Overall, these results suggest that the eHiTS scoring function gave too little weighting to the important hydrophobic, pi-pi stack, solvation and van der Waals steric energy terms, yet too much weighting to the less important electrostatics, entropy, other and van der Waals strain energy terms. The results also suggest that the regression model gave too much weighting to the hydrogen bonding energy term, probably due to the fact that it was developed purely on the basis of positive data. This difference in the weighting of the hydrogen bonding energy term may account for the reduced performance of the regression model, relative to the classification model, as observed in Figure 4.

Potential inhibition of InhA by phosphodiesterase inhibitors

InhA is the primary molecular target of isoniazid, which has been used as a frontline anti-tubercular agent for the past 40 years 35, 36. As a prodrug, the activity of isoniazid is dependent on activation by KatG, a catalase/peroxidase enzyme. Unfortunately, it is this activation requirement that allowed M.tb to acquire resistance to the drug. Indeed, mutations in the katG gene account for around half of all isoniazid-resistant clinical isolates. Direct InhA inhibitors that avoid this activation requirement are not susceptible to this resistance mechanism. Triclosan and the diazoborines are well-known InhA inhibitors that do not require activation, but they are not suitable for human treatment due to their respective poor solubility and toxicity30, 37. Therefore, novel, direct inhibitors of InhA are urgently required.

To identify potential lead compounds from existing drugs that are able to directly inhibit InhA, we used our binding site similarity comparison software SMAP 38-40 to search InhA against 962 protein structures that are co-crystallized with 274 FDA approved drugs 41 in the RCSB Protein Data Bank (PDB) 42. With SMAP P-values as low as 4.36e-8 (Table 2), some of the strongest connections to InhA were with the phosphodiesterase type 5 (PDE5) inhibitors, which are used in the treatment of erectile dysfunction. Although only PDE5 is co-crystallized with approved drugs in the PDB, a number of inhibitors have been developed to target other members in the PDE gene family. Therefore, 303 PDE inhibitors from BindingDB were docked into the InhA binding site (including the NAD co-factor as a part of the receptor) to identify the most potent inhibitors.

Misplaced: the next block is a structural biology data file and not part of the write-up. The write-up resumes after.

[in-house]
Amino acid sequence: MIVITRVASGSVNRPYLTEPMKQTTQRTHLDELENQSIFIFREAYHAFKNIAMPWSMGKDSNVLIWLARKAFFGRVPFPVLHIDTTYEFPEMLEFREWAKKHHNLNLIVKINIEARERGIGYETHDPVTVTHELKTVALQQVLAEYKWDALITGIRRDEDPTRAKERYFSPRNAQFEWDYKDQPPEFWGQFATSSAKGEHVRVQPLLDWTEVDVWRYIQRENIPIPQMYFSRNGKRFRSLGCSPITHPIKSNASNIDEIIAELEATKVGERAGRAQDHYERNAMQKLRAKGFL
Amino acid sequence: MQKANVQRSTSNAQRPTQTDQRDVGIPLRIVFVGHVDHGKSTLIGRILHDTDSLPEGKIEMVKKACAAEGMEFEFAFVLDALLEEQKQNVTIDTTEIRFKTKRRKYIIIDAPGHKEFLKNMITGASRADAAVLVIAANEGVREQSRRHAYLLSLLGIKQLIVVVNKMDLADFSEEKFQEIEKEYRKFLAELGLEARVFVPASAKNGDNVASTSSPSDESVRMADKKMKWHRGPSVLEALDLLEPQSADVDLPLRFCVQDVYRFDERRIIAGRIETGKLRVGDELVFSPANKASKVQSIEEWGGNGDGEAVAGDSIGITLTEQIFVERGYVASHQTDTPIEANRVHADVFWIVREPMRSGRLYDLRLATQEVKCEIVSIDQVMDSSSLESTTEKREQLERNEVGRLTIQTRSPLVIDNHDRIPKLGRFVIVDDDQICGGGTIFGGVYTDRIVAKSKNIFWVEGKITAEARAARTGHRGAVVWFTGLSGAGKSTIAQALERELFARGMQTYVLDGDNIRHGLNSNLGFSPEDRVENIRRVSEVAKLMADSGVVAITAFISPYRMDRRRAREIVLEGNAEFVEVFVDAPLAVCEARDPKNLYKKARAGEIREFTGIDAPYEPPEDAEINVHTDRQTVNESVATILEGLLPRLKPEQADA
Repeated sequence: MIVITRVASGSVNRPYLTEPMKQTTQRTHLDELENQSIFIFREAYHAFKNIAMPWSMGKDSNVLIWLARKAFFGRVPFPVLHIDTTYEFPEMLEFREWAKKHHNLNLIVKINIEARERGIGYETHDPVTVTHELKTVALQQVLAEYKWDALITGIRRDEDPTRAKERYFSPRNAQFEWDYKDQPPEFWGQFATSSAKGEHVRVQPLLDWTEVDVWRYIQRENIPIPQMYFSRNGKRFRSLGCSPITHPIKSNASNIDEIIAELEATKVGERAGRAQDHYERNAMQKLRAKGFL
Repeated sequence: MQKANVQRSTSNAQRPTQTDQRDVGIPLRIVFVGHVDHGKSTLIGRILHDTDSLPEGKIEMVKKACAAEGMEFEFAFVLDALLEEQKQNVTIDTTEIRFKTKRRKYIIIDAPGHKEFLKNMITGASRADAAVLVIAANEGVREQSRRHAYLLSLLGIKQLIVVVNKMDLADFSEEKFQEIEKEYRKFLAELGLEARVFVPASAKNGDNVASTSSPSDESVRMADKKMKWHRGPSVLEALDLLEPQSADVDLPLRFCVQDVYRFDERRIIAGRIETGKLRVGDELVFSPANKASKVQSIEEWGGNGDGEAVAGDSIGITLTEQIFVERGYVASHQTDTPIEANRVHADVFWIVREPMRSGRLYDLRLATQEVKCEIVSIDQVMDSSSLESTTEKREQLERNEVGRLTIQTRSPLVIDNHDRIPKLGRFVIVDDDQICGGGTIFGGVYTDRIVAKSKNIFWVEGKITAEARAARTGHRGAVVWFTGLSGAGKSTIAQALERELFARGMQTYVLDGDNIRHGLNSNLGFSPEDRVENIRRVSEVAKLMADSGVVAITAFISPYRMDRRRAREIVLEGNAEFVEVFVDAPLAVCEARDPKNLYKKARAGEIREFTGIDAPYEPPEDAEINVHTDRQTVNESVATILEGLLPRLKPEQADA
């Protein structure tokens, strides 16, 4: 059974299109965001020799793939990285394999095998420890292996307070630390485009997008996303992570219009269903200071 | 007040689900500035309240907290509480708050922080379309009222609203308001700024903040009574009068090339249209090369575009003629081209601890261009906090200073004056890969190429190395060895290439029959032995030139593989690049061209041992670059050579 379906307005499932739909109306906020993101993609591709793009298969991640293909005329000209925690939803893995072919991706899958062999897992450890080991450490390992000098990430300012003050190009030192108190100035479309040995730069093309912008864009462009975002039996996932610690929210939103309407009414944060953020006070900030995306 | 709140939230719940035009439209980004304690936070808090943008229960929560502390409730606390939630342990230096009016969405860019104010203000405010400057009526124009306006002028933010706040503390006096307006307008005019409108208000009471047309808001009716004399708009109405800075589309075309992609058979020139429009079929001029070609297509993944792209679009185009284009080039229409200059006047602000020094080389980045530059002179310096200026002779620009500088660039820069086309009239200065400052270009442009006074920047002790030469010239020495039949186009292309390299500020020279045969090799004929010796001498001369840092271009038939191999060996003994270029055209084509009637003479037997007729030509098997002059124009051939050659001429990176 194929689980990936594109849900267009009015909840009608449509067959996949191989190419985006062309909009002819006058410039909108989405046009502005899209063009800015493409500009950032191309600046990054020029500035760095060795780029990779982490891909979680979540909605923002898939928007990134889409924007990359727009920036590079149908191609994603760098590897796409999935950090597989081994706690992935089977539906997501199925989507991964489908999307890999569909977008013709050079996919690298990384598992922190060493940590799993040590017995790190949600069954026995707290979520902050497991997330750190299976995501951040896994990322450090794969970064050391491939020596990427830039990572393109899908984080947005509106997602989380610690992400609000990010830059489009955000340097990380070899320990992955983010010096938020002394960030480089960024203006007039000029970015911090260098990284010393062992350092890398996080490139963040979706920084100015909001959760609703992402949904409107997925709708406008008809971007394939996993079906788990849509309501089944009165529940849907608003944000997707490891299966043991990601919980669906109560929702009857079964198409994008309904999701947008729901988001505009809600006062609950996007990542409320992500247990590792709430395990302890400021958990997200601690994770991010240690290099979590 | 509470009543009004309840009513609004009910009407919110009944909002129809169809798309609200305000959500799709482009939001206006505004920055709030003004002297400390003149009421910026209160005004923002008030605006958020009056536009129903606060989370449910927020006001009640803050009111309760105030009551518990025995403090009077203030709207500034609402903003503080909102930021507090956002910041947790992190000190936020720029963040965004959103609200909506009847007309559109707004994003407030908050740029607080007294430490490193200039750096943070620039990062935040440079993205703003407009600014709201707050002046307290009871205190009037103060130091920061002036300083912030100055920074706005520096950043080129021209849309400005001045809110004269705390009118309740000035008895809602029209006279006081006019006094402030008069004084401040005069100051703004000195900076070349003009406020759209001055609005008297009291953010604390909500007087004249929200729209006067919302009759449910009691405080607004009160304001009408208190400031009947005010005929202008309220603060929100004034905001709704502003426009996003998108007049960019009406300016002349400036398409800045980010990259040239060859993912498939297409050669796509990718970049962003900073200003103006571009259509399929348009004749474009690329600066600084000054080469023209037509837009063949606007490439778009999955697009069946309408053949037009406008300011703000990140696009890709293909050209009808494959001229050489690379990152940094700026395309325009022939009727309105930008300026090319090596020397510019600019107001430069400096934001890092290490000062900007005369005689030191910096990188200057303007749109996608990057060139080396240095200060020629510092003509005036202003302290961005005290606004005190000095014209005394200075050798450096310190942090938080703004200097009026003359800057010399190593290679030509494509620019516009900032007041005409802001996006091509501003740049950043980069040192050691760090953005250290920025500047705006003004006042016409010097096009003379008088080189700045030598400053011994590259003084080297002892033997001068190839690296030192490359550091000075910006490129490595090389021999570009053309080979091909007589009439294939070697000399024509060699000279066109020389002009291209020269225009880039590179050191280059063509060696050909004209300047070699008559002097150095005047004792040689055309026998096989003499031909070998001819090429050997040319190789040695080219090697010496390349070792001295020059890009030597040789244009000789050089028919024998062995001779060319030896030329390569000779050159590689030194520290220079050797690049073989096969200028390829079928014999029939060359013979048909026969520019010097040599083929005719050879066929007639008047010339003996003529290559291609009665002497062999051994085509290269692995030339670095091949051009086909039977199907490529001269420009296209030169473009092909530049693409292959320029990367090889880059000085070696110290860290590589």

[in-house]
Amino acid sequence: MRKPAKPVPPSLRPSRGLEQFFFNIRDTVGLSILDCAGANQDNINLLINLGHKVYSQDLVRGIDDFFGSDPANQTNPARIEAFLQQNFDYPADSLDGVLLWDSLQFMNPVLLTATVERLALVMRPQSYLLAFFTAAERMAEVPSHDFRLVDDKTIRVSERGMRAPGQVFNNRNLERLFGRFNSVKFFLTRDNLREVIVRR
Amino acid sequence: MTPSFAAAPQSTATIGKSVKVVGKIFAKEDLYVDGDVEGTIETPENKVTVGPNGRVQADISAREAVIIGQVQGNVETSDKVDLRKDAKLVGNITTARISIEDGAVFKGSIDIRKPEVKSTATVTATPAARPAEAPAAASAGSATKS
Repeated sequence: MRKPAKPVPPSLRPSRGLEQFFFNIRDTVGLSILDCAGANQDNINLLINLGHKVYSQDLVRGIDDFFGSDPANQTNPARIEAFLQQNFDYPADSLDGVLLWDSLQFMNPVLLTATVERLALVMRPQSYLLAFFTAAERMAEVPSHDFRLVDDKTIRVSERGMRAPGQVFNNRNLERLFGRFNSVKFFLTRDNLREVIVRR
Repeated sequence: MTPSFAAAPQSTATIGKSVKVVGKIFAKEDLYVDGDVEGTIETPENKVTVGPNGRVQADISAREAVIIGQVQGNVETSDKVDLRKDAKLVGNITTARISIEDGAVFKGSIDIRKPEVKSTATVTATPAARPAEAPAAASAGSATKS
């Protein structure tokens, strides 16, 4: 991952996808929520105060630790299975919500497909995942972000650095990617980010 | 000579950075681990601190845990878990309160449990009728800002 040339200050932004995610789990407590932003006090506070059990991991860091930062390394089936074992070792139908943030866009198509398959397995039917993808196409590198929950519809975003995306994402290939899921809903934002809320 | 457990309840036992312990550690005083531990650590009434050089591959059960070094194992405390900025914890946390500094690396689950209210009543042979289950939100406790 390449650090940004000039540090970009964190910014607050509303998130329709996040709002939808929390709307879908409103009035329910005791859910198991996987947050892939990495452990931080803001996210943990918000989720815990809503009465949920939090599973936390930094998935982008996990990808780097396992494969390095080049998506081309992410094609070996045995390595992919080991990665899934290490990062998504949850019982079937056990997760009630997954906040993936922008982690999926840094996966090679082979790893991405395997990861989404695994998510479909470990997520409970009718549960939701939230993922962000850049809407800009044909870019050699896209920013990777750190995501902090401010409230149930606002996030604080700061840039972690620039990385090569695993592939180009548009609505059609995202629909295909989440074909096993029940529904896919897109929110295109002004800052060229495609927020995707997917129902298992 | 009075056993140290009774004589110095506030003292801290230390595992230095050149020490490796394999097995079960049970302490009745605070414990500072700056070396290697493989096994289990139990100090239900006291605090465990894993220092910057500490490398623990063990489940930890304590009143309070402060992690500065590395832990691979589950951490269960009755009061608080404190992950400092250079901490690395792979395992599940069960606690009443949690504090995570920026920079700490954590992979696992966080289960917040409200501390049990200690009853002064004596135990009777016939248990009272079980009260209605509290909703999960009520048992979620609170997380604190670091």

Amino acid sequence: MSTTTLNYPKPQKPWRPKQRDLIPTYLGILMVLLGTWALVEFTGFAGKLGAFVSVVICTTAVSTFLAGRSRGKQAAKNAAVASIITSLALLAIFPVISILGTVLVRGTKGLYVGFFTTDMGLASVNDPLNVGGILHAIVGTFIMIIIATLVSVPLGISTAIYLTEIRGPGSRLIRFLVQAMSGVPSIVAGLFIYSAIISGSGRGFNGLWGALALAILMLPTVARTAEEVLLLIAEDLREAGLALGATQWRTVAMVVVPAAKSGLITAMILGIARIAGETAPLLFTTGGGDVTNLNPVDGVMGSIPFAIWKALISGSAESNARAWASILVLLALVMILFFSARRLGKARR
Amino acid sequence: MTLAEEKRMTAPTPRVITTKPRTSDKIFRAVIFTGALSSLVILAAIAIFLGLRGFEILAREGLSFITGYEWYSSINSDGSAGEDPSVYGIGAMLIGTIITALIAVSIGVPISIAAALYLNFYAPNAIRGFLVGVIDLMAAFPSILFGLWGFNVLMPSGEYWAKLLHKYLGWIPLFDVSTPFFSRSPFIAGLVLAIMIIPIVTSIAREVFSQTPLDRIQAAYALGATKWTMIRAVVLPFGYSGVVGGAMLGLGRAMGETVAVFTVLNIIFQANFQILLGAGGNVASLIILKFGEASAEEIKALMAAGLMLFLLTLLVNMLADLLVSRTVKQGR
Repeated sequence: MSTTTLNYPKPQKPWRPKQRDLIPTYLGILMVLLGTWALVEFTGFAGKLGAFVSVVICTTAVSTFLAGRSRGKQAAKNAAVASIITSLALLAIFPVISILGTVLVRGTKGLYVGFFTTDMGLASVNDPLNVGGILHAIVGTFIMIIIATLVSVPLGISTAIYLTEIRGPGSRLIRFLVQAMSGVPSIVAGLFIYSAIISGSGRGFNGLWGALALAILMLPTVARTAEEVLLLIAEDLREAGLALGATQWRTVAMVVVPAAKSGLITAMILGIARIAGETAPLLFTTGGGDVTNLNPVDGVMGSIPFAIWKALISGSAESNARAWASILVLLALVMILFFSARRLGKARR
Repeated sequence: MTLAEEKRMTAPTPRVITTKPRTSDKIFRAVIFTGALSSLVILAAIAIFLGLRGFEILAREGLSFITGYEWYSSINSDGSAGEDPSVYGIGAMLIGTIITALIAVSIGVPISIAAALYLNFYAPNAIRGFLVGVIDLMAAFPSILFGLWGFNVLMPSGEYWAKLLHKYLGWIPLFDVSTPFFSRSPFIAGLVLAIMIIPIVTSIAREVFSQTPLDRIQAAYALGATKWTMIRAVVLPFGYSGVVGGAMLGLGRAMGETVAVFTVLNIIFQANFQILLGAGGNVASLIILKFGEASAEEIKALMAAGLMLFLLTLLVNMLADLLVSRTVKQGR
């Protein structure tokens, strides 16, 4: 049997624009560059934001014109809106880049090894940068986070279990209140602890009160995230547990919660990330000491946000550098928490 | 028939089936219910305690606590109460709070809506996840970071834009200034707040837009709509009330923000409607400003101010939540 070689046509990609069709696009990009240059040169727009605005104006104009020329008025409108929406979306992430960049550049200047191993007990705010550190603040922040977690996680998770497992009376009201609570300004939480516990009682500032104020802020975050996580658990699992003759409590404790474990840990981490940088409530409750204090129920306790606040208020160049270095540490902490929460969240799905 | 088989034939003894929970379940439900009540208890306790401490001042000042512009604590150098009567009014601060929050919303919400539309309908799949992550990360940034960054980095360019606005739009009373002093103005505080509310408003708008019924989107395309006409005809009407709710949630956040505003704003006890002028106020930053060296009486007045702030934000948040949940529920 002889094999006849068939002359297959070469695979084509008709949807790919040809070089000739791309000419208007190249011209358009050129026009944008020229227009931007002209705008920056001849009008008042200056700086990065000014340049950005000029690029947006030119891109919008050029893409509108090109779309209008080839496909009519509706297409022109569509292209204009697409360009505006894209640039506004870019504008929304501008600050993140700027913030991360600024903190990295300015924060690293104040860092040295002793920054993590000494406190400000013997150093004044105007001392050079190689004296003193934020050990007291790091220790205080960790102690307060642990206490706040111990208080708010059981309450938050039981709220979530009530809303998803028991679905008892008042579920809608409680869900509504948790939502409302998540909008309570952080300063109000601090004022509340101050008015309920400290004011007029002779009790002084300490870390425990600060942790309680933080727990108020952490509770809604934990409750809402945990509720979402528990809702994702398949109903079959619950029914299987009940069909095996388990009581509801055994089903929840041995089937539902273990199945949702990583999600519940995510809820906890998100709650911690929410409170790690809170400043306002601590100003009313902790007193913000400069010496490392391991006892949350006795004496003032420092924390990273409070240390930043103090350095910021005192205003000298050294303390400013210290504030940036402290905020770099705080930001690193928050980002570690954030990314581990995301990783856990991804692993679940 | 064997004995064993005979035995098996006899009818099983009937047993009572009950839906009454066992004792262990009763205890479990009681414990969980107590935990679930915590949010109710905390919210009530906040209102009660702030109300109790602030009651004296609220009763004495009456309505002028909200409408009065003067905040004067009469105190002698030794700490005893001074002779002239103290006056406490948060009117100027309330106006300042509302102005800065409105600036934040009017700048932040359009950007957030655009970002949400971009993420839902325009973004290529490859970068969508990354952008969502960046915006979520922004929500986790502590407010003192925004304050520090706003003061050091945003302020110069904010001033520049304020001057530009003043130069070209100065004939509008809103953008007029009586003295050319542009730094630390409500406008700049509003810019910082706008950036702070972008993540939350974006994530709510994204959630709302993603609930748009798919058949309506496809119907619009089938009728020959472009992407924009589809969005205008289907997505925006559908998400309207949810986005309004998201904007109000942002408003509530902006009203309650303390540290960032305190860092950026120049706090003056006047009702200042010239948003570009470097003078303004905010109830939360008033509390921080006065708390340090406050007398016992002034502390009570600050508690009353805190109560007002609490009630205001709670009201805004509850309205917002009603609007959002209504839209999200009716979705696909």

Table 2
Three PDE5 inhibitors with the potential to inhibit InhA

Three drugs vardenafil, tadalafil and sildenafil all showed highly favourable eHiTS energy scores of as low as -11.74 pKi (Table 2), which ranks them in the top three among 303 PDE inhibitors. When using the SVM regression model they only ranked at 83/303, 258/303 and 299/303, respectively. An enzyme kinetics assay was carried out in order to test the activity of vardenafil against InhA. No inhibition was observed up to 200 □M. This implies that the SVM model is able to improve the ranking accuracy of the original eHiTs scoring function. However, the fact that vardenafil has a predicted IC50 of 1,545 nM (1.545 □M) when it has been experimentally determined to be a non-binder, suggests that the absolute IC50 values predicted by the SVM may not be entirely accurate. Even so, the best predicted IC50 values among the 303 PDE inhibitors are more than two-fold lower than that of vardenafil, and so they may still be potential inhibitors of InhA (Table 3). Interestingly, all top 10 ranked compounds are PDE4 inhibitors. When the 303 PDE inhibitors from BindingDB were ranked using the classification model (Table 4), there was a considerable overlap between the top ranked compounds and those with the best predicted IC50 values from the regression model. In particular, there are 6 PDE4 inhibitors that rank within the top 10 compounds when using either model; L-869299, L-869298, triazolothiadiazine 8, phthalazinone 22, V11294 analog 5u and V11294 analog 5t. Experimental testing is required to verify whether or not these PDE4 inhibitors are active against InhA. Note that with an original eHiTs energy score of -9.83 pKi, triazolothiadiazine 8 would not have been ranked particularly highly when using the eHiTs scoring function.

Table 3
The 10 PDE inhibitors with the highest predicted IC50 values, as predicted by the SVM regression model